We sat down with Jon Thompson, pastor at Sanctus Church in Toronto, Canada to discuss how Alpha, after 30 years, is still culturally relevant.
“Lots of us have been doing ministry for a long time and we realize we’re in this transitional period, especially in our context here in the GTA (Greater Toronto Area) and actually probably in Canada, uh, an older guard of pastors are beginning to retire and a new generation’s coming. Now I’m, I’m in, I’m 41 so I sit between these two worlds. So the millennials are coming up, I’m a Gen X-er and then we got the baby boomers, right? Uh, a, a lot of people are probably thinking hey like Alpha has done its deal, we’re very thankful, thank you Jesus, and it’s sort of run its course.
And, and I understand that because again we’ve all admitted this is just a program, you know, this is not the local church. But, uh, the thing that we’ve been really excited about here at C4 and I think beyond C4 in conversations with others is we have seen Alpha really take time to rebrand and reconnect with the new audience. And so if you’ve run Alpha for years, uh, the new stuff is not stronger but it’s, it’s appropriate for now. And if you’ve never run it before, it’s extremely culturally relevant and still deeply biblical in orthodox.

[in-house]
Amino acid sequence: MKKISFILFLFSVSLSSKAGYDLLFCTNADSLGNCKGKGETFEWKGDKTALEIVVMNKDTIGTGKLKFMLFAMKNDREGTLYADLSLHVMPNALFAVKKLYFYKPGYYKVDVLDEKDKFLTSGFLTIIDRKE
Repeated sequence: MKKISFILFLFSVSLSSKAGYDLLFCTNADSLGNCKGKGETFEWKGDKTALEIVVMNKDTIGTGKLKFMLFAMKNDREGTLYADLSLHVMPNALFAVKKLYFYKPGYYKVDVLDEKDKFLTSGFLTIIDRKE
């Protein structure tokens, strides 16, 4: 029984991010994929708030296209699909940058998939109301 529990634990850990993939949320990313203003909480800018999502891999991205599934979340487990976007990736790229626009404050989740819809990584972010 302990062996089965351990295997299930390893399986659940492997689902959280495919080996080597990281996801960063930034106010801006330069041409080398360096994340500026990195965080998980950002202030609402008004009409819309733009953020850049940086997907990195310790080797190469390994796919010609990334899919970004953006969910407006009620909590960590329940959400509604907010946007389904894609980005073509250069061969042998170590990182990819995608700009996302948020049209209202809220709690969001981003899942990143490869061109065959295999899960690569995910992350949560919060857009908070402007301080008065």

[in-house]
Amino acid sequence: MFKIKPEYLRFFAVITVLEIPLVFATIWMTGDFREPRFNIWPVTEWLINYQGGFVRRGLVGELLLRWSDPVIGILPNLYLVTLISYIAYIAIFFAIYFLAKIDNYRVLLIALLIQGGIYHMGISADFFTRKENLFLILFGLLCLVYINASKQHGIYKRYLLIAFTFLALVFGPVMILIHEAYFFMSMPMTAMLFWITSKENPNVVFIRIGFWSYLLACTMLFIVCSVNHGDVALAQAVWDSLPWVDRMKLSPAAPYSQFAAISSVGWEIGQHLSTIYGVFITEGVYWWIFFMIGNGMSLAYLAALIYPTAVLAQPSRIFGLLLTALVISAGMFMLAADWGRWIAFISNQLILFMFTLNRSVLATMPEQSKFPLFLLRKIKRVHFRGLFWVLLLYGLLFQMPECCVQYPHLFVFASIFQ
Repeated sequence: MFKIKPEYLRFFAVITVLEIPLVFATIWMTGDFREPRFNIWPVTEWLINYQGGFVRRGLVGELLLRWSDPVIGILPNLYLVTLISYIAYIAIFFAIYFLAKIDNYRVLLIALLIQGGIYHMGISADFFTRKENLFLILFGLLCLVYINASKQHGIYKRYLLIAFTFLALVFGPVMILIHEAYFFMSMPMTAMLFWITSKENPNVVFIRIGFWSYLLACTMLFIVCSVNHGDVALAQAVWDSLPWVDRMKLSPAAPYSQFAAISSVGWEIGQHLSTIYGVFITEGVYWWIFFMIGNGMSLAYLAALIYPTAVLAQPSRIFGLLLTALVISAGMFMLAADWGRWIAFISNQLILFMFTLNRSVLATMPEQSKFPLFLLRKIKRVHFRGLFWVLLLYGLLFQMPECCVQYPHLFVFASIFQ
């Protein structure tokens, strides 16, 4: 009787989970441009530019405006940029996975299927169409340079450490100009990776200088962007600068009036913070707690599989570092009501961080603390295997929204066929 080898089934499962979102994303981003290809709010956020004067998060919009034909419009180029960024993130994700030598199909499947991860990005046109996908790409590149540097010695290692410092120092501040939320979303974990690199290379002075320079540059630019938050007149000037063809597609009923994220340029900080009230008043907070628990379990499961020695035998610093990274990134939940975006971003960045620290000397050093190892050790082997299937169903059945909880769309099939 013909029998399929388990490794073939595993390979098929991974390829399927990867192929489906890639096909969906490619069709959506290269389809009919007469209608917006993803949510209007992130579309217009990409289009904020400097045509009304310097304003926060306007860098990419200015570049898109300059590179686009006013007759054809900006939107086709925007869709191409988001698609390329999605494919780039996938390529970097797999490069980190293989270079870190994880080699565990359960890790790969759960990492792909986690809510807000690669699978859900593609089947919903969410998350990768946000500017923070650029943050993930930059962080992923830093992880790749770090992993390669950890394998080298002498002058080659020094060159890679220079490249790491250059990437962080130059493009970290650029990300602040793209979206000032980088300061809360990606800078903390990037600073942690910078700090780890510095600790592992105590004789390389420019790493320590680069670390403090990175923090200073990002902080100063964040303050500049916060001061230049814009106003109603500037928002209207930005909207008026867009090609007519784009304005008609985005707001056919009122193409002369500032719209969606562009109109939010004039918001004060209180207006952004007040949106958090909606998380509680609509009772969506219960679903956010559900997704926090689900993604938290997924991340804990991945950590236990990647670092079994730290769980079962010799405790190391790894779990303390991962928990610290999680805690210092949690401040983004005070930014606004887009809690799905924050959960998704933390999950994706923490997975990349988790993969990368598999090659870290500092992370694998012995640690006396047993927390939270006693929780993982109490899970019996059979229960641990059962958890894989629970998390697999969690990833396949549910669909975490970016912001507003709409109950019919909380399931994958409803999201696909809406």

And so what we’ve appreciated ’cause we’ve done this for a long time is the new life, the new material I think is gonna help us keep using Alpha into the future and, and I think there’s a strength now to Alpha again that maybe was lost. Or maybe the perception is out there, hey, you know, it’s not that … you need to take a look and l- and look at the new stuff, it’s changed.” -Jon Thompson